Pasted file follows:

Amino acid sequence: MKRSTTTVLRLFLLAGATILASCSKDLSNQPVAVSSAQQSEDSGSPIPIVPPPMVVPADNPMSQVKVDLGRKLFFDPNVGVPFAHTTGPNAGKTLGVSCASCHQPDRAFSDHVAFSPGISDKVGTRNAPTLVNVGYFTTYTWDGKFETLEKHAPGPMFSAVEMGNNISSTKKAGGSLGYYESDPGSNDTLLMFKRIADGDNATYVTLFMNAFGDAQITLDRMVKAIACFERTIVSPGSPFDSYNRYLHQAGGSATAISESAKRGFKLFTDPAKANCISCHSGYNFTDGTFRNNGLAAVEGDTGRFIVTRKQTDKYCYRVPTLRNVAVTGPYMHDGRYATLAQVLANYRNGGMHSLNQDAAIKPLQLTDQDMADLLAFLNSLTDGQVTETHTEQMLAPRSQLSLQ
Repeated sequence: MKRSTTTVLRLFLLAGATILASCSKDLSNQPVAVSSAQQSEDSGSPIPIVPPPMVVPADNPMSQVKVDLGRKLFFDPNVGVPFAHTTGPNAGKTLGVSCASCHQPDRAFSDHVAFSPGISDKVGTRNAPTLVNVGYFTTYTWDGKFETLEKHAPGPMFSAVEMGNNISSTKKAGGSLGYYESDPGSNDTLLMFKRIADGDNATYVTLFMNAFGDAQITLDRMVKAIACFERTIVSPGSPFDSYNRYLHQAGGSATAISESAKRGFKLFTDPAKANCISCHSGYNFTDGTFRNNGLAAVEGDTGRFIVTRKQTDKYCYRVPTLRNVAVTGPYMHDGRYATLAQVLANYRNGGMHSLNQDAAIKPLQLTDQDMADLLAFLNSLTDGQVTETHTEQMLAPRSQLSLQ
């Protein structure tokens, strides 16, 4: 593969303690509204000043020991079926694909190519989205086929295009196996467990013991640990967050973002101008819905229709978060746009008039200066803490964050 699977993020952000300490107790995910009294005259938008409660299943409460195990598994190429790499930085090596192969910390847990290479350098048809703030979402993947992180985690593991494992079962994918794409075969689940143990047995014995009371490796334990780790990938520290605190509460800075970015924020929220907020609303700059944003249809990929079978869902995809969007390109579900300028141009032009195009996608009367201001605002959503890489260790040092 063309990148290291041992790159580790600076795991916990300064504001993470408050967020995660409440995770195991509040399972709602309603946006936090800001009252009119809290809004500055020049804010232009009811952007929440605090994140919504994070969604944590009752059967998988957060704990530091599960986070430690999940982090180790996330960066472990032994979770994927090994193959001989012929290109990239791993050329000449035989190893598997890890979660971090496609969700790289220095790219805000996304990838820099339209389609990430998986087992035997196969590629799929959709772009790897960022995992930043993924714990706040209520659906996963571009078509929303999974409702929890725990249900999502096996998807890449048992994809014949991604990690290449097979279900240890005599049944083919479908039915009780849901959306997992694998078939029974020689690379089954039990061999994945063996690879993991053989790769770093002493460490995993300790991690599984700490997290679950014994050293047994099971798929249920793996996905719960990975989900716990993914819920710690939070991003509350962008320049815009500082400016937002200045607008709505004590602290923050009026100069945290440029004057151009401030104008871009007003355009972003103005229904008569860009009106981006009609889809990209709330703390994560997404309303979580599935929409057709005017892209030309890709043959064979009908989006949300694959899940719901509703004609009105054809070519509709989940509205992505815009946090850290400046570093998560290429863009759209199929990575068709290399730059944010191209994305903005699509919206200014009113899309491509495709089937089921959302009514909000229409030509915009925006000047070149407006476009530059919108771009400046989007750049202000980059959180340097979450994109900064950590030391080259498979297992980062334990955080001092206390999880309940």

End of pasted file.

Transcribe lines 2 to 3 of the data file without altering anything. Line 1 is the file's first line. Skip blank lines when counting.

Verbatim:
Repeated sequence: MKRSTTTVLRLFLLAGATILASCSKDLSNQPVAVSSAQQSEDSGSPIPIVPPPMVVPADNPMSQVKVDLGRKLFFDPNVGVPFAHTTGPNAGKTLGVSCASCHQPDRAFSDHVAFSPGISDKVGTRNAPTLVNVGYFTTYTWDGKFETLEKHAPGPMFSAVEMGNNISSTKKAGGSLGYYESDPGSNDTLLMFKRIADGDNATYVTLFMNAFGDAQITLDRMVKAIACFERTIVSPGSPFDSYNRYLHQAGGSATAISESAKRGFKLFTDPAKANCISCHSGYNFTDGTFRNNGLAAVEGDTGRFIVTRKQTDKYCYRVPTLRNVAVTGPYMHDGRYATLAQVLANYRNGGMHSLNQDAAIKPLQLTDQDMADLLAFLNSLTDGQVTETHTEQMLAPRSQLSLQ
């Protein structure tokens, strides 16, 4: 593969303690509204000043020991079926694909190519989205086929295009196996467990013991640990967050973002101008819905229709978060746009008039200066803490964050 699977993020952000300490107790995910009294005259938008409660299943409460195990598994190429790499930085090596192969910390847990290479350098048809703030979402993947992180985690593991494992079962994918794409075969689940143990047995014995009371490796334990780790990938520290605190509460800075970015924020929220907020609303700059944003249809990929079978869902995809969007390109579900300028141009032009195009996608009367201001605002959503890489260790040092 063309990148290291041992790159580790600076795991916990300064504001993470408050967020995660409440995770195991509040399972709602309603946006936090800001009252009119809290809004500055020049804010232009009811952007929440605090994140919504994070969604944590009752059967998988957060704990530091599960986070430690999940982090180790996330960066472990032994979770994927090994193959001989012929290109990239791993050329000449035989190893598997890890979660971090496609969700790289220095790219805000996304990838820099339209389609990430998986087992035997196969590629799929959709772009790897960022995992930043993924714990706040209520659906996963571009078509929303999974409702929890725990249900999502096996998807890449048992994809014949991604990690290449097979279900240890005599049944083919479908039915009780849901959306997992694998078939029974020689690379089954039990061999994945063996690879993991053989790769770093002493460490995993300790991690599984700490997290679950014994050293047994099971798929249920793996996905719960990975989900716990993914819920710690939070991003509350962008320049815009500082400016937002200045607008709505004590602290923050009026100069945290440029004057151009401030104008871009007003355009972003103005229904008569860009009106981006009609889809990209709330703390994560997404309303979580599935929409057709005017892209030309890709043959064979009908989006949300694959899940719901509703004609009105054809070519509709989940509205992505815009946090850290400046570093998560290429863009759209199929990575068709290399730059944010191209994305903005699509919206200014009113899309491509495709089937089921959302009514909000229409030509915009925006000047070149407006476009530059919108771009400046989007750049202000980059959180340097979450994109900064950590030391080259498979297992980062334990955080001092206390999880309940």